By Terence Co
The roots of Sierra Leone’s civil war lie in aftermath of the 1964 death of the country’s first prime minister, Sir Milton Margai. He had governed since independence in 1961, concentrating on building Sierra Leone’s infrastructure. His Sierra Leone People’s Party (SLPP) remained in power until 1967, when it was voted out for incompetence and corruption. The new president, Siaka Stevens of the All People’s Congress (APC), proceeded to pillage the country’s economy and infrastructure, then outlawed the SLPP. His successor, Joseph Momoh, was even more inept and corrupt. By 1991, Sierra Leone had a collapsed economy, was one of the world’s most poorest countries, and was ripe for internal violence.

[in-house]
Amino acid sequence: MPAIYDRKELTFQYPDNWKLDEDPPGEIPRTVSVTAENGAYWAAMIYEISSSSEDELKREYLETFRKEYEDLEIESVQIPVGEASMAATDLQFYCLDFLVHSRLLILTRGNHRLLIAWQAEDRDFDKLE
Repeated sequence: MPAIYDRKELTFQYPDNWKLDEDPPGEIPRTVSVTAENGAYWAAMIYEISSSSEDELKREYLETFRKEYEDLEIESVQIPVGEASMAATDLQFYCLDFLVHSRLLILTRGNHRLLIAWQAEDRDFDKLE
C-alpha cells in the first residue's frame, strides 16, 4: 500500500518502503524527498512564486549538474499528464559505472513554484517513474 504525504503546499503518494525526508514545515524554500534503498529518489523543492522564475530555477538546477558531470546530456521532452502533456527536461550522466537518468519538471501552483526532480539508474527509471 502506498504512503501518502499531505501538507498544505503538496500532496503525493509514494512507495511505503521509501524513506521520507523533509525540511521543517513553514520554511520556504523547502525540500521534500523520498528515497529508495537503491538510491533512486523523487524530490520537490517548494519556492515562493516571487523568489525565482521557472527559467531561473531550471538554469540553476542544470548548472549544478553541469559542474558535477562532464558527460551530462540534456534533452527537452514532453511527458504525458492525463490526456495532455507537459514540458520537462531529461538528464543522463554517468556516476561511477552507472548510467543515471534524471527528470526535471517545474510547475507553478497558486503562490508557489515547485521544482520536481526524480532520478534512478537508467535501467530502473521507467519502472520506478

Against the Taliban
By Carl O. Schuster
Pakistani President Asif Zadari’s July 2010 statement that his country was failing in its war on the Taliban highlights the difficulty Pakistan faces in combating the powerful and pervasive insurgent group. Islamabad’s efforts face myriad military, political and psychological challenges.
By Blaine Taylor
Every war has weaponry uniquely associated with it. For Vietnam, that list would include the AK-47 assault rifle, the Viet Cong punji stake, and the Bell UH-1 “Huey” helicopter. Near the top of the list would be the two primary weapons of the US Army and Marine combat soldiers: the M-16 rifle and the M-60 machinegun…
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